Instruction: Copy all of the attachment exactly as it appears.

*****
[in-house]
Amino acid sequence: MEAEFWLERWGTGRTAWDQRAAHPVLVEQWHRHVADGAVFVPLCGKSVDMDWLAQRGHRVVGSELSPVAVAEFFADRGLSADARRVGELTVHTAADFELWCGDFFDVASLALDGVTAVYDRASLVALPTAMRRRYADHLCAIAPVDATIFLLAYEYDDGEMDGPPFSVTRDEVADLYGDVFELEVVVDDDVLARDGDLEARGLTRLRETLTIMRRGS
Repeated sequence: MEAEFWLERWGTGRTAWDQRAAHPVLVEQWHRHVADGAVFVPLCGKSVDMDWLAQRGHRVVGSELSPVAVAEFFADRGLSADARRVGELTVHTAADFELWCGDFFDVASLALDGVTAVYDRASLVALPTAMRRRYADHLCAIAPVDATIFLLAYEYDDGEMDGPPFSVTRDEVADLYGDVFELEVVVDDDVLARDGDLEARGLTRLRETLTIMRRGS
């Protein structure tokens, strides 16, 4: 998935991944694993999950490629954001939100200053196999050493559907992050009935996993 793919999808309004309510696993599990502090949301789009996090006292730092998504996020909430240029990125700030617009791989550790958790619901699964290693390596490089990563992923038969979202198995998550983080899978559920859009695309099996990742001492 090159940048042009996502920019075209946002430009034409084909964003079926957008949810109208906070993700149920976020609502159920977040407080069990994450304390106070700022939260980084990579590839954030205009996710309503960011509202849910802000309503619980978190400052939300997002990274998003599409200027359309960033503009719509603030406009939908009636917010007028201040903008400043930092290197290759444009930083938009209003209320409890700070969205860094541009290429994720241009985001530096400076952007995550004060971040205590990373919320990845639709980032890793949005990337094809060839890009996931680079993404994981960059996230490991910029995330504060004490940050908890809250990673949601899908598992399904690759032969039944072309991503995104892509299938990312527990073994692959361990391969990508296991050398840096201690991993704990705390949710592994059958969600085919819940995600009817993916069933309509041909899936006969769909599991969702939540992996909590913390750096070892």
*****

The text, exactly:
[in-house]
Amino acid sequence: MEAEFWLERWGTGRTAWDQRAAHPVLVEQWHRHVADGAVFVPLCGKSVDMDWLAQRGHRVVGSELSPVAVAEFFADRGLSADARRVGELTVHTAADFELWCGDFFDVASLALDGVTAVYDRASLVALPTAMRRRYADHLCAIAPVDATIFLLAYEYDDGEMDGPPFSVTRDEVADLYGDVFELEVVVDDDVLARDGDLEARGLTRLRETLTIMRRGS
Repeated sequence: MEAEFWLERWGTGRTAWDQRAAHPVLVEQWHRHVADGAVFVPLCGKSVDMDWLAQRGHRVVGSELSPVAVAEFFADRGLSADARRVGELTVHTAADFELWCGDFFDVASLALDGVTAVYDRASLVALPTAMRRRYADHLCAIAPVDATIFLLAYEYDDGEMDGPPFSVTRDEVADLYGDVFELEVVVDDDVLARDGDLEARGLTRLRETLTIMRRGS
């Protein structure tokens, strides 16, 4: 998935991944694993999950490629954001939100200053196999050493559907992050009935996993 793919999808309004309510696993599990502090949301789009996090006292730092998504996020909430240029990125700030617009791989550790958790619901699964290693390596490089990563992923038969979202198995998550983080899978559920859009695309099996990742001492 090159940048042009996502920019075209946002430009034409084909964003079926957008949810109208906070993700149920976020609502159920977040407080069990994450304390106070700022939260980084990579590839954030205009996710309503960011509202849910802000309503619980978190400052939300997002990274998003599409200027359309960033503009719509603030406009939908009636917010007028201040903008400043930092290197290759444009930083938009209003209320409890700070969205860094541009290429994720241009985001530096400076952007995550004060971040205590990373919320990845639709980032890793949005990337094809060839890009996931680079993404994981960059996230490991910029995330504060004490940050908890809250990673949601899908598992399904690759032969039944072309991503995104892509299938990312527990073994692959361990391969990508296991050398840096201690991993704990705390949710592994059958969600085919819940995600009817993916069933309509041909899936006969769909599991969702939540992996909590913390750096070892």